A group of really bright people cannot believe they can ALL be wrong! But it can happen – particularly if the balance of personalities in the room is skewed on the positive side. Ten people are as capable of being wrong as one. There is a related trap called ‘Confirming Evidence’ – when we are prejudiced in favour of people who think like we do. The trick is to make sure it is always someone’s job to be the devil’s advocate, and ensure frequent reality checks.
Sometimes it is tempting to go ahead and make a decision even before we have all the data we need. And it can be fatal to press the button before you have all the necessary information and research. But this is where judgement comes in. It can be almost equally wasteful to insist on having more and more information to the point that the opportunity has been lost. That is ‘information overload’.
This is a polite term for a hasty decision that can come back to bite you. Governments and ministers do it all the time. We are all inclined to kid ourselves we have thought things through when we haven’t.
Really bad this one – making the same mistake again and again.
David Wethey is author of Decide – Better ways of making better decisions, published by Kogan Page.
There is no shortage of start-up business advice out there that is anti-travel. We’re told to work online and use technology to bridge all kinds of gaps in our operation.
While this is sound advice for keeping costs down, there are still limits to what many businesses can achieve without travelling anywhere. If you cannot travel, you may be unable to deliver your product or meet your customers and suppliers, to build relationships and grow.
Transport is an inevitable expense for many businesses, but if you want or need to use a vehicle (or vehicles), you’re going to have to spend a lot of money up front, and factor in the depreciation of the asset into your ongoing operation.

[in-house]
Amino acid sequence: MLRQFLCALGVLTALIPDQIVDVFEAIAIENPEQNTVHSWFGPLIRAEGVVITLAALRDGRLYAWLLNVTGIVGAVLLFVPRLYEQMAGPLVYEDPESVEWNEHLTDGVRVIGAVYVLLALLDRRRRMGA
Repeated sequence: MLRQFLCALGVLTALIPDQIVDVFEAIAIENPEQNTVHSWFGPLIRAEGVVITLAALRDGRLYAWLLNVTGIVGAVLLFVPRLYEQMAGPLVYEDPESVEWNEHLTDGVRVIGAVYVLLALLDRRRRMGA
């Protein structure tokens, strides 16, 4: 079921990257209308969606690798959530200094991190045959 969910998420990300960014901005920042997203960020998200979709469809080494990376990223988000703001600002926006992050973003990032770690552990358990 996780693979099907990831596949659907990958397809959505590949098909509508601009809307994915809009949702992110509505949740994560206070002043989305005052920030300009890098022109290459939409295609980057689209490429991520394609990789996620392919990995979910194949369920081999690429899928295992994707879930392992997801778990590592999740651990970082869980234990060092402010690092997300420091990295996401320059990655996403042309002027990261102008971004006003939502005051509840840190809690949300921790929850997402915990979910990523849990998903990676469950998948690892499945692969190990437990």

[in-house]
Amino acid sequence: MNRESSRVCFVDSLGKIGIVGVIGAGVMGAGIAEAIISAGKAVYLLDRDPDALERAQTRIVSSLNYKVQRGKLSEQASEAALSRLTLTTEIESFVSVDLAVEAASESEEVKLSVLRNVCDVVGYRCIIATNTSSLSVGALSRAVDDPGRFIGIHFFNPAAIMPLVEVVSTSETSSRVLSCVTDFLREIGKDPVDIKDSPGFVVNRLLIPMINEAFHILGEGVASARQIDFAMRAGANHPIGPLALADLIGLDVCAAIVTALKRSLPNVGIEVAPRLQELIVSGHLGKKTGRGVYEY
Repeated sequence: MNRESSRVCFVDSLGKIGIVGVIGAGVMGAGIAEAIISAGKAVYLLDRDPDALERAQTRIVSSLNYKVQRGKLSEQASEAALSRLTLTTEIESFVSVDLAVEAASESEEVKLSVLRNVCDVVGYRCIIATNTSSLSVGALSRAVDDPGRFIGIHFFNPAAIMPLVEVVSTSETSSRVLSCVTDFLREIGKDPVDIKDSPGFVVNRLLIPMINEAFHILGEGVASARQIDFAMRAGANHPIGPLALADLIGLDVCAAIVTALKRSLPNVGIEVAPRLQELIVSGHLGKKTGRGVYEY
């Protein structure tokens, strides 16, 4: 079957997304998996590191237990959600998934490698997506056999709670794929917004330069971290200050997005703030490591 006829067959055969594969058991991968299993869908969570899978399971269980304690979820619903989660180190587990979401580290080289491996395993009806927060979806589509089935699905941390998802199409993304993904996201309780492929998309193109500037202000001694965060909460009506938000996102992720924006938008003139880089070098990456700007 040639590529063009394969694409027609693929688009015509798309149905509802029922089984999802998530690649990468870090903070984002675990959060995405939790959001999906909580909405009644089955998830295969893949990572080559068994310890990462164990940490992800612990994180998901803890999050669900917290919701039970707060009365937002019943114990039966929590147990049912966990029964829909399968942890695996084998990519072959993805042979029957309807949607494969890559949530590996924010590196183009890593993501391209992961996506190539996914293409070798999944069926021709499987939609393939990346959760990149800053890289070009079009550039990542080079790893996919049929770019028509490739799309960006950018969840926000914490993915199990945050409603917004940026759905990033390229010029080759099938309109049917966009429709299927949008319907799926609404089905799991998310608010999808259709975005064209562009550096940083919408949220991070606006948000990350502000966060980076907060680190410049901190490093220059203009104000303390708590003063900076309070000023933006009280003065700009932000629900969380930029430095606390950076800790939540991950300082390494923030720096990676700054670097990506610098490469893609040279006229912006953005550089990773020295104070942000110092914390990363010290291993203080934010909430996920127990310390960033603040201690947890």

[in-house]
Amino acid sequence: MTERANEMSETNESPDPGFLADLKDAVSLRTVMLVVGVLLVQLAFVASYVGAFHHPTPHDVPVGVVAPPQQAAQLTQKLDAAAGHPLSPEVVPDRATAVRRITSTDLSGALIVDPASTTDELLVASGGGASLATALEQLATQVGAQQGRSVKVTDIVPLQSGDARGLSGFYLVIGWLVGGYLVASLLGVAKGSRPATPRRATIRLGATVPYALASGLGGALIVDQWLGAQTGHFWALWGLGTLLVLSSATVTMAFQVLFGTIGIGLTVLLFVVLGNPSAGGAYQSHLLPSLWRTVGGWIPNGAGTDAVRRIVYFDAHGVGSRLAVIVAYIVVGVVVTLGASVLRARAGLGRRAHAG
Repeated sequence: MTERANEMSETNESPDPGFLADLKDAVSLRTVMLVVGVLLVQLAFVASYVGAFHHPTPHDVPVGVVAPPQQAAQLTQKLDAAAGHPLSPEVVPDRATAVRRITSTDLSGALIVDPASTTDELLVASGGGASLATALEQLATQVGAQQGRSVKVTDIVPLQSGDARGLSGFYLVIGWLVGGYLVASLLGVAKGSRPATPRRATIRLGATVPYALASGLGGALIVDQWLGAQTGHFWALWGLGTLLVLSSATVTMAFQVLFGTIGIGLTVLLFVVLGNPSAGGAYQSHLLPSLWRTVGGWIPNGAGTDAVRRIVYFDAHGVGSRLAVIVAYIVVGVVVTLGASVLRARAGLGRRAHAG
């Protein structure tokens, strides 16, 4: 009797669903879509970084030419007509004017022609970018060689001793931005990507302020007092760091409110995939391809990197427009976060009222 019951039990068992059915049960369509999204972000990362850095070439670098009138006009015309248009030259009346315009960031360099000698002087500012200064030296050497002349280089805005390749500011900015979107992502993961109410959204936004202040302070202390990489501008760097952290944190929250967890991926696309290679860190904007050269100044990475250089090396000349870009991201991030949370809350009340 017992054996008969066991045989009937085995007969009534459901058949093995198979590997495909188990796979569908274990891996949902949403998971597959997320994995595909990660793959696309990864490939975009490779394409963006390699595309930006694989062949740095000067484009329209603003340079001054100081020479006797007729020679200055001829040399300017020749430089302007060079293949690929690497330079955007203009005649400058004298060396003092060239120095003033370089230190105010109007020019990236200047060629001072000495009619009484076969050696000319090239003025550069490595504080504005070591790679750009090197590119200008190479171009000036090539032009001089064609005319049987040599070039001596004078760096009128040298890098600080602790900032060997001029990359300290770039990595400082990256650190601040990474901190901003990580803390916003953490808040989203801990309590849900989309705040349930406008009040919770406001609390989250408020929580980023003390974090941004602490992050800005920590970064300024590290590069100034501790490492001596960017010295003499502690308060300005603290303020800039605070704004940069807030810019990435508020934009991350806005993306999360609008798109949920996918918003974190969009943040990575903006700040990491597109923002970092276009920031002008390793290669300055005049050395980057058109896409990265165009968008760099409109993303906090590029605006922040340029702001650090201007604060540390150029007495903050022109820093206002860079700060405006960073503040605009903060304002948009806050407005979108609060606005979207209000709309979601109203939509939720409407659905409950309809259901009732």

This inevitably involves compromise: you’ll opt for the cheapest van you can run or scale back your aspirations elsewhere to afford a nicer car.
Getting a loan to pay for your vehicle is risky. You might stand to lose more than the car if you fail in your repayments. Unless your business has the cash in its account, you may be looking at dealer finance, and paying absurd total repayable amounts in the long term, with a large deposit and monthly payment in the short term. Thankfully, there is an alternative.
Vehicle leasing allows you to pay only for the years you use. Take out a two, three or four-year lease on a brand new vehicle and you’ll pay a low deposit with low monthly payments to follow. You might even get road tax and breakdown recovery as part of the package. Lower monthly costs will obviously appeal to start-ups, allowing them to afford to run new vehicles that take up less space on the balance sheet – vehicles that cost less in terms of liability and risk.
Leasing does mean that you won’t own the car or van that you drive, of course, but many businesses may find that this is a positive. Leasing companies are left to worry about the vehicle’s depreciation, so it never becomes a factor in the valuation of your business. You can even opt for plans that give you the option of purchasing the vehicle at the end of your lease period. Otherwise, as a more mature business you will be free to continue saving with leasing, or to purchase a new vehicle outright, if that fits your financial plan.
Stephanie Wood of Nationwide Vehicle Contracts
When presenting to an audience, first impressions count. If you lose their attention in the first five minutes, you’ll lose it forever.
It’s human nature for us to judge a person based on their behaviour. In fact, it’s impossible not to form an opinion. People make up their minds within five seconds of hearing or seeing someone – whether or not they care about what is being said.